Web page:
Thankfully, the tone of the book does shift in the second part, which turns to the voices of the victims. There is a kind of reckoning in the end that’s somewhat hopeful, along with a thoughtful commentary on victim-blaming and why Ellie’s disappearance was ignored for so long (i.e., she’s from a lower social class and not from the “better” side of the tracks). I still don’t like this book though. Even though the sun does comes out in the end, there was too much bleakness, too much of a lingering dark cloud here. If I hadn’t have read the first part I think I would have felt better about it, or maybe even given this a higher rating.

This book is categorized as YA, btw. If I was troubled greatly by reading this, I cannot imagine what it does to the psyche of a younger person, who may or may not possess the insights to deal with this level of realism. Proceed with caution.

[Note: I received an advance digital copy of this book from the publisher and NetGalley, in exchange for an honest review.]

Review: Sing, Unburied, Sing

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Review for "Sing, Unburied, Sing" by Jesmyn Ward (2017)

Rating: none

DNF, right around 54%.

I simply couldn’t get into this book. Not that it wasn’t good, or that Jesmyn Ward isn’t a sensational writer (she is), but I just don’t think that this book is quite for me at this time. I go through phases with my reading, sometimes I can endure what I’m not into and sometimes I find it so unbearable I can’t finish. This one of those times.

Despite what the reviews say, I found this to be a very depressing novel from the outset. Preteen Jojo and his sister are from an impoverished family near the Mississippi border, living with (and pardon my French) the most fucked-up parents imaginable. Michael, his father, is a former convict, and Leonie, his mother, is a drug addict who gets high on the regular and talks to her dead brother. Despite his parents’ waywardness, Jojo is a good kid who manages to take on a parental role to his sister Kayla. He is wise beyond his years in a way that a child should not have to be, which made my anger toward his parents all the more apparent. Pop, Jojo’s grandfather, is also a kind man, who seemed to add a bit of tenderness to the story.

There is a lot of magical realism in this novel (ghosts that are very much real, etc.) and even though I’ve read plenty of stories with it, I found this element to be kind of confusing. As the story went on, I felt farther and farther away from it, which is pretty much why I stopped reading it.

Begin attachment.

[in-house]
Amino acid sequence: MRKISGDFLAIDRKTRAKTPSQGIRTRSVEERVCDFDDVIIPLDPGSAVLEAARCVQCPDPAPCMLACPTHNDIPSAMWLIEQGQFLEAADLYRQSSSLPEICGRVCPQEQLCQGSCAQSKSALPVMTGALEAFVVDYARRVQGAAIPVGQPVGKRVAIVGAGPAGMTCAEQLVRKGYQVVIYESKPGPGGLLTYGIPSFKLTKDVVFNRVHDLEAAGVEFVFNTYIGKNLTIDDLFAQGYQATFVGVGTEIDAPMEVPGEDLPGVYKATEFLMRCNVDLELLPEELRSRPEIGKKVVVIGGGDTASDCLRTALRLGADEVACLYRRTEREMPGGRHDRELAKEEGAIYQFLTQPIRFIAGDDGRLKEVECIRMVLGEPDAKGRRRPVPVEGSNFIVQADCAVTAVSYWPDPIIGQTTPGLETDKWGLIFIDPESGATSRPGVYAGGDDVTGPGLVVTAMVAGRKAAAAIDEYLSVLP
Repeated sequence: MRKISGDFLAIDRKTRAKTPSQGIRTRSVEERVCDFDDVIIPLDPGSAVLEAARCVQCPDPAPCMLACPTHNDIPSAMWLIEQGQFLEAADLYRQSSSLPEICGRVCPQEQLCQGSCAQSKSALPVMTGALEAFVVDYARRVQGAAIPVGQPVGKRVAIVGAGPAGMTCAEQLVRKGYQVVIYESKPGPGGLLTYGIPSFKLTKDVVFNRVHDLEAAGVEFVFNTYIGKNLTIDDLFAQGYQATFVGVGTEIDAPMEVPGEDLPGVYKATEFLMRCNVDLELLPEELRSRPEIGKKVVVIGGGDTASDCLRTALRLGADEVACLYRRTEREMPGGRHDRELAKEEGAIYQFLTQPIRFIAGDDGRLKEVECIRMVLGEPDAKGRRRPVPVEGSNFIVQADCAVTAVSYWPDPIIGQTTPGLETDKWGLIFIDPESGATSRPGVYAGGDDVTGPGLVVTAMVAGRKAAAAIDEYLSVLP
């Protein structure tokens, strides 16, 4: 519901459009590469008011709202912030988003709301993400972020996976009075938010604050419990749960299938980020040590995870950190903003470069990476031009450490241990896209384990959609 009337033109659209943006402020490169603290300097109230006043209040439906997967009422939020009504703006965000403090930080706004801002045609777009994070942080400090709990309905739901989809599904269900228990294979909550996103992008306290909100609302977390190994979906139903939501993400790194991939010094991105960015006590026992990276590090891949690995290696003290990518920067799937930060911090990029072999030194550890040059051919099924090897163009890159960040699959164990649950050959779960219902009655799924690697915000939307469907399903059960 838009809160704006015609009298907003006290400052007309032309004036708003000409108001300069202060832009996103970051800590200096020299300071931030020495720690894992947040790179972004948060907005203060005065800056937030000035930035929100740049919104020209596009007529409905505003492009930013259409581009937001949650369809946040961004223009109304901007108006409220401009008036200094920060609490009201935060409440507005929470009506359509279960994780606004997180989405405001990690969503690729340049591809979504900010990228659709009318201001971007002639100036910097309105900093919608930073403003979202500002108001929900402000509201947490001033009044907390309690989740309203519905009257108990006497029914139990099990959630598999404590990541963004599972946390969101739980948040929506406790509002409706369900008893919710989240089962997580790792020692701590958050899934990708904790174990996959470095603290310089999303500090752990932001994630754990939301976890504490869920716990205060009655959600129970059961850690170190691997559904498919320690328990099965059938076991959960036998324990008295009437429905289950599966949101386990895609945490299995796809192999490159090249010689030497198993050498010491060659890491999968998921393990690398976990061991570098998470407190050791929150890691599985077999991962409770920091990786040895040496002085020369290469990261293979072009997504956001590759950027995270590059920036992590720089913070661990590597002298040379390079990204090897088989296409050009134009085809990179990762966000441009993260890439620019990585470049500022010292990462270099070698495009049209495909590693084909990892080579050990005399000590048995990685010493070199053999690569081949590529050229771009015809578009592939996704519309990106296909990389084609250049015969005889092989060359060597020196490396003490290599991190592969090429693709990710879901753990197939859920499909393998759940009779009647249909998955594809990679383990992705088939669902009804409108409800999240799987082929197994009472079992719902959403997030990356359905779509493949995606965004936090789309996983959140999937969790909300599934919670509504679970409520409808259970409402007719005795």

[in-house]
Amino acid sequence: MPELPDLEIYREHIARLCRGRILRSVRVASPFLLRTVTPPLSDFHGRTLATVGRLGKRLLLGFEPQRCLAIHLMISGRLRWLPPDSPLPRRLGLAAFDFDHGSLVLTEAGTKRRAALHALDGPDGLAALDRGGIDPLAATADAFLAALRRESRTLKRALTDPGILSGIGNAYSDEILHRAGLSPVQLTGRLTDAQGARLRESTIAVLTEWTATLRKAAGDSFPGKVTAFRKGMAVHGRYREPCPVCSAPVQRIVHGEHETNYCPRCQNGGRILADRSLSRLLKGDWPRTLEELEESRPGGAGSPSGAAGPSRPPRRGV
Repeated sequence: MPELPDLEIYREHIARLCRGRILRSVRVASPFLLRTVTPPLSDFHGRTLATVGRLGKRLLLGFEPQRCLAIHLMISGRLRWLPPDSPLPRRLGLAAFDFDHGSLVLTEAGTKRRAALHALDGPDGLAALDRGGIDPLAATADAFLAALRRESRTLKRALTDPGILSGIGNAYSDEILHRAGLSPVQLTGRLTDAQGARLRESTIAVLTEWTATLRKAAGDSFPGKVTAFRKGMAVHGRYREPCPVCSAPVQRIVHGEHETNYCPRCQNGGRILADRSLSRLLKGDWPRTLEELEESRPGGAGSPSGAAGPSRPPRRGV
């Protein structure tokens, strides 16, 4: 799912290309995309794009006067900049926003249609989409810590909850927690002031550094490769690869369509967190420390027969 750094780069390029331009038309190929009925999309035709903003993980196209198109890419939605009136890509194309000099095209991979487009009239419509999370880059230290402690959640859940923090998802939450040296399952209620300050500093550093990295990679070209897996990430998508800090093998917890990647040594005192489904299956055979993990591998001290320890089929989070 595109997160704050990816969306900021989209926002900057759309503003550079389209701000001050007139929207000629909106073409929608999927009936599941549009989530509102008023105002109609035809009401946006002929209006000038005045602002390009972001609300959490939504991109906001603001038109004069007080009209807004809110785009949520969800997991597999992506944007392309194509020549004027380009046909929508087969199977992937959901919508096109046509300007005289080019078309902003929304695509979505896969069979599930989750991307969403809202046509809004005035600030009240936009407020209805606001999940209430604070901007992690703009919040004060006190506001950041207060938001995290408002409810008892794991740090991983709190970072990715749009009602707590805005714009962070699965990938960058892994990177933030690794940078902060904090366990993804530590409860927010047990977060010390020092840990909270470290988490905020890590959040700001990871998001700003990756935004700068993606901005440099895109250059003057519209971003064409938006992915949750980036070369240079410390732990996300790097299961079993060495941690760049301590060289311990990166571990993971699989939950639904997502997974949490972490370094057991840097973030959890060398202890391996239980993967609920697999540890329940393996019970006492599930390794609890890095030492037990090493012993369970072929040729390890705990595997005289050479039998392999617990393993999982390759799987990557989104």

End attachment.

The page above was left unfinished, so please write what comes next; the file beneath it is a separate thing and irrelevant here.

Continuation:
I see myself coming back to this book, probably in the near future. For now though, I won’t rate it, other than to say that it wasn’t quite for me.

[Thanks to NetGalley and Scribner for a free digital copy of this book.]

Review: Things We Lost in the Fire

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Review for "Things We Lost in the Fire" by Mariana Enriquez (2017)
Rating: 4 out of 5 stars

It took me a month to get through this book, which is not fitting for a collection of stories that’s less than 250 pages long. The reason for my slower-than-average read time is because “Things We Lost in the Fire” is a very, very dark collection of tales, all set in modern day Argentina. I read my NetGalley copy at first, but the mood was so unsettling that I moved to an audiobook format to finish it. Even with the audiobook, I had to prep myself (i.e., be in a kind of ‘blank’ mental state) to continue it.

Typical of Latin American fiction, there’s elements of magical realism, the supernatural, and surreality in these stories, but that doesn’t counter the macabre subject matter here. In this collection, there are ghosts, hauntings, extreme violence, torture, rape, and girls who set themselves on fire. The central characters are mostly young people and most, if not all, of the stories carry a hint of uncertainty about whether the events the characters experienced really happened or not. In “The Dirty Kid,” a young woman is obsessed with a homeless boy who may or may not have been the victim of a Satanic ritual killing. “The Intoxicated Years” is about a group of teenage girls who spend their time taking psychadelic drugs. “Adela’s House” focuses on a girl who goes into a haunted house and is never seen again. In “The Neighbor’s Courtyard,” a former social worker is convinced that a neighbor has chained up a young boy in his backyard, who eventually eats the main character’s cat. And the title story, “Things We Lost in the Fire” is about a woman who self-immolates before an audience.

For me, this is material that I could not just read. I had to experience it, surround myself in it, and ultimately, suffer through it. Suffering, however, is not always a bad thing, because it is through this collection of stories you realize how much Argentina’s bloody political dictatorship past left its mark on people’s lives. If you’re down explore this, I wholeheartedly recommend this book to you. I give this four stars because the writing is quite good with no flaws to be found.